Some traditional media face tough competition
Within the traditional media, print has long been in decline as online alternatives have taken their readers and advertisers. The ad revenues of printed newspapers and magazines peaked at US$164bn in 2007 and will total just US$70bn this year. Broadcast television is now beginning to shrink, though not nearly on the same scale: Zenith forecasts traditional television ad revenues to shrink every year from now to 2021, falling from US$184bn in 2018 to US$180bn in 2021.
Other traditional media are more healthy. Radio is increasing its ad revenue by 1 per cent annually. Out-of-home contractors continue to expand their digital display networks, contributing to 4 per cent annual growth in their revenues. Cinema, though accounting for a tiny 0.8 per cent of total adspend, is growing at 12 per cent a year, thanks mainly to a boom in the popularity of cinema in China.
Global adspend to grow 4.6 per cent in 2019, led by the US
Zenith forecasts global adspend to grow by 4.6 per cent this year, to reach US$639bn. That’s marginally down from the 4.7 per cent growth forecast in March, but is a strong result given the increased estimates of how much was spent in 2018. Zenith now estimates growth in 2018 at 6.4 per cent , up from its previous estimate of 5.9 per cent , creating a tougher comparative for 2019.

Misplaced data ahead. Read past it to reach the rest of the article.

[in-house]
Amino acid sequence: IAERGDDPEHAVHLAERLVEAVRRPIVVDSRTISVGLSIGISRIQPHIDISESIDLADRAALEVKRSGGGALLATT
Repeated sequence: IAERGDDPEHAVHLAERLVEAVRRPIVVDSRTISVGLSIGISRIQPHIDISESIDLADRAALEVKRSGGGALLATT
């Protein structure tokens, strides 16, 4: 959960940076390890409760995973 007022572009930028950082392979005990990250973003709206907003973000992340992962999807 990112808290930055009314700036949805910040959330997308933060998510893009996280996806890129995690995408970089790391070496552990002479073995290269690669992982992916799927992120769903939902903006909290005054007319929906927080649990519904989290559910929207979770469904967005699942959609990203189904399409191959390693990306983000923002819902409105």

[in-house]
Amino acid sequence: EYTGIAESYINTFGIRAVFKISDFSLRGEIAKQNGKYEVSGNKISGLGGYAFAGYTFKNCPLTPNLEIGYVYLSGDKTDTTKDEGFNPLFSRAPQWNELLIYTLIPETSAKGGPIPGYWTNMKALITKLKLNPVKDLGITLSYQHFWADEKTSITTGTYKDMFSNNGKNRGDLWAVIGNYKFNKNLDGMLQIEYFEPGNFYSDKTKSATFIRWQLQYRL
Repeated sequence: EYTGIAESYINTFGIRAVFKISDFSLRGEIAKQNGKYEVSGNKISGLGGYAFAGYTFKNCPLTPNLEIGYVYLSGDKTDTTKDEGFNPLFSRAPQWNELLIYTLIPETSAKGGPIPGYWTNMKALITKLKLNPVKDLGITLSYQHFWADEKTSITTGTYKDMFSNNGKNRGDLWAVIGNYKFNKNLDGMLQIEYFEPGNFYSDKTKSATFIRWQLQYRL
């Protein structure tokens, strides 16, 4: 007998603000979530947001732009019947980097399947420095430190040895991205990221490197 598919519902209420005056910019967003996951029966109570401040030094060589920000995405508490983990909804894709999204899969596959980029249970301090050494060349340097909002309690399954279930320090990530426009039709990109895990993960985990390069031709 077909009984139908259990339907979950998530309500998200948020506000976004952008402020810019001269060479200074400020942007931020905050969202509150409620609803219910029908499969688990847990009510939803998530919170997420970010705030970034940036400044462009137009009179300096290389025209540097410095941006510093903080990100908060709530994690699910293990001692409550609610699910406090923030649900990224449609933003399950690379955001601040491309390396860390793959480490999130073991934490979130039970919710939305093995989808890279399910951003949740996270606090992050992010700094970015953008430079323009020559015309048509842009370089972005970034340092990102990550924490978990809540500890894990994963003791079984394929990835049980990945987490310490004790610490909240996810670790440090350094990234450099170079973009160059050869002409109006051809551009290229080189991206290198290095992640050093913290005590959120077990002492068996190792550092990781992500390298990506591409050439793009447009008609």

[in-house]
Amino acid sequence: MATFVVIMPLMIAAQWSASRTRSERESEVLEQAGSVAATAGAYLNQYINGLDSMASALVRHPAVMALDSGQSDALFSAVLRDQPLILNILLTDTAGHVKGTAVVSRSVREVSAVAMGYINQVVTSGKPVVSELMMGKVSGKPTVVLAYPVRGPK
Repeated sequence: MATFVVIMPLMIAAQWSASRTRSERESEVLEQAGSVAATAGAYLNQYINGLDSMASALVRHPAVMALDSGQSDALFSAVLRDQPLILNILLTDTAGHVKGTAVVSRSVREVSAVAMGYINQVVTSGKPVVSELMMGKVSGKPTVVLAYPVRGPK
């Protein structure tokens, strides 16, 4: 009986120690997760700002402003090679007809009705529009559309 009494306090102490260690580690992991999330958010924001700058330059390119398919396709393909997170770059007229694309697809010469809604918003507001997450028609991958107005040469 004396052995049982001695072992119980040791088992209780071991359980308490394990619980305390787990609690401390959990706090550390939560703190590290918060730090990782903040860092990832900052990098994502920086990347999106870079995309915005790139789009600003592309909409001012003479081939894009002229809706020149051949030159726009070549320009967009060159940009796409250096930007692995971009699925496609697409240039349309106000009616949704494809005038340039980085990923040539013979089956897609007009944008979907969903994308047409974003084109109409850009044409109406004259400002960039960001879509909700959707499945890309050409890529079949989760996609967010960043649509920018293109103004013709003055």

Global adspend is now forecast to increase by US$28bn this year. Almost half this growth (US$13bn) will come from the US, which is benefiting from very rapid growth in internet advertising – at 15.4 per cent , ahead of the global average of 11.7 per cent . China will be the next biggest contributor to growth, adding US$4bn in extra adspend, followed by the UK and India at US$1bn each.
“The point at which internet advertising exceeds 50 per cent of global adspend has been approaching for some time, but this is the first time it has appeared in our forecasts,” said Jonathan Barnard, Head of Forecasting at Zenith. “However, 2021 will be the first year of single-digit internet adspend growth since 2001, the year the dotcom bubble burst.”